Our weekly dispatch from the nation's foremost mustache expert.

For sports fans, one of the saddest side notes of the new millennium has been the drug scandals in some of our favorite pastimes, from baseball and football to midget juggling. But in the last two years, we've seen evidence that there is another enhancer that does not call for syringes or ask you to seek medical treatment for an erection lasting more than four hours.

Of course, I speak of the mustache, the lip sweater, the lower nose garden, the mouth brow, the fuzzy tickler -- whatever you wish to call it. And a combination of science and sport are slowly proving the lip sweater be the ultimate performance-enhancing substance.

Just this past Saturday, the American Mustache institute tracked the performances of two very special mustached athletes -- Landry Jones and Brendan Ryan. What we found was perhaps the beginning of a trend, which could lead to a new generation of athletes who enhance their game like the Larry Csonkas and Rollie Fingerses of old ...

In Norman, Okla., a young Mustached American named Landry Jones was making just his second start at quarterback for the Oklahoma Sooners in place of the injured Sam Bradford, last year's Heisman Trophy winner. Jones and his lip cushion completed 25 of 37 passes for 336 yards and a school-record six touchdowns as the Sooners routed Tulsa, 45-0.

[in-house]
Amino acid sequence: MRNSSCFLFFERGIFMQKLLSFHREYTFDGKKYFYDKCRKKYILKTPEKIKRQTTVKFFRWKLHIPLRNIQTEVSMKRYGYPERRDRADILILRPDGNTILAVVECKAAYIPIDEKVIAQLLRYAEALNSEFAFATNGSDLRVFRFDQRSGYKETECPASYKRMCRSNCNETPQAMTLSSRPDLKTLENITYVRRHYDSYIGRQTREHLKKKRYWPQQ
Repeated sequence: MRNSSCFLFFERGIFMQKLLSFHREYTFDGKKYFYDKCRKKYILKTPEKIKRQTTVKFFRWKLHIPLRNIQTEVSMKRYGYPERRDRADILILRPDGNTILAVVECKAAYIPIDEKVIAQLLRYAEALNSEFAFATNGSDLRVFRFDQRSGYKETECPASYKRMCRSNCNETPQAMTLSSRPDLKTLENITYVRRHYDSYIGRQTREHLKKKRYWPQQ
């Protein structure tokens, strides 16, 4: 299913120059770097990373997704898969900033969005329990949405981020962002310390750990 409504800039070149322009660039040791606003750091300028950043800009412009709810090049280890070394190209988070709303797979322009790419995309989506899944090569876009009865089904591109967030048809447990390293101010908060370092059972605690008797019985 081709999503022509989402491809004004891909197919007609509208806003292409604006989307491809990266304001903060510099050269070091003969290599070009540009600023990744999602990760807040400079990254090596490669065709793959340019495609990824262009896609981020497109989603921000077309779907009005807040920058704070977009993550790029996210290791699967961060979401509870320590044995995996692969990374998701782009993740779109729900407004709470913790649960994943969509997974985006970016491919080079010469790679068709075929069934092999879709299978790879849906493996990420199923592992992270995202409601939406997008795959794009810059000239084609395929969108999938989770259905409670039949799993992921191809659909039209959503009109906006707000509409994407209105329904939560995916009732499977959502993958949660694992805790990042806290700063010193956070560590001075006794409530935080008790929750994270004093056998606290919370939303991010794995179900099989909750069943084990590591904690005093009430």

In St. Louis, home of the world's largest mustache, the Gateway Arch, Brendan Ryan was as recently as a few months ago nothing more than a utility infielder fighting for a few nickels to pay for his next lapdance. Then he became the starting shortstop for the St. Louis Cardinals, grew a labia sebucula (Latin for "lip sweater"), and inspired his team into first place.

As AMI officials looked on last Saturday, Ryan and his team were tied with the Chicago Cubs in the bottom of the ninth inning. Then, out of nowhere, Ryan's star climbed a little bit higher with a one-out game-winning single. This, after hitting a home run four innings before.

Sure, these performances may very well vault each of these men into candidacy for the American Mustache Institute's Robert Goulet Memorial Mustache American of the Year, but there's a bigger point being made here that may impact the very nature of American sport. These two budding stars are proving once again the theorem that there is no more powerful performance-enhancing substance than a robust mustache.

If only Barry Bonds and all his cohorts had taken this to heart, perhaps their reputations wouldn't be soiled and their heads would (literally) be a little bit smaller today.

For Dr. Abraham J. Froman's mustache perspective, check in every Wednesday on Asylum.